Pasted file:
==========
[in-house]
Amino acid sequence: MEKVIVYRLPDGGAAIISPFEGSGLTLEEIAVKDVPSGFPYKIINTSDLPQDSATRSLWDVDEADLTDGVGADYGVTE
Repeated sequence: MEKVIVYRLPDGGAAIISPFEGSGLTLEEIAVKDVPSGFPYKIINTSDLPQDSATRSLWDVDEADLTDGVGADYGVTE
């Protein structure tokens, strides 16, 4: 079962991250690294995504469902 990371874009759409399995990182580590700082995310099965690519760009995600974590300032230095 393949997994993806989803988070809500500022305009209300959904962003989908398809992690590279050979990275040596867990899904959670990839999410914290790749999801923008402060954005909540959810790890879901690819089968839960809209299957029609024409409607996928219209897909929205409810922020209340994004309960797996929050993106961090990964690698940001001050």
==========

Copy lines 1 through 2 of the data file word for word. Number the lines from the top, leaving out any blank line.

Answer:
[in-house]
Amino acid sequence: MEKVIVYRLPDGGAAIISPFEGSGLTLEEIAVKDVPSGFPYKIINTSDLPQDSATRSLWDVDEADLTDGVGADYGVTE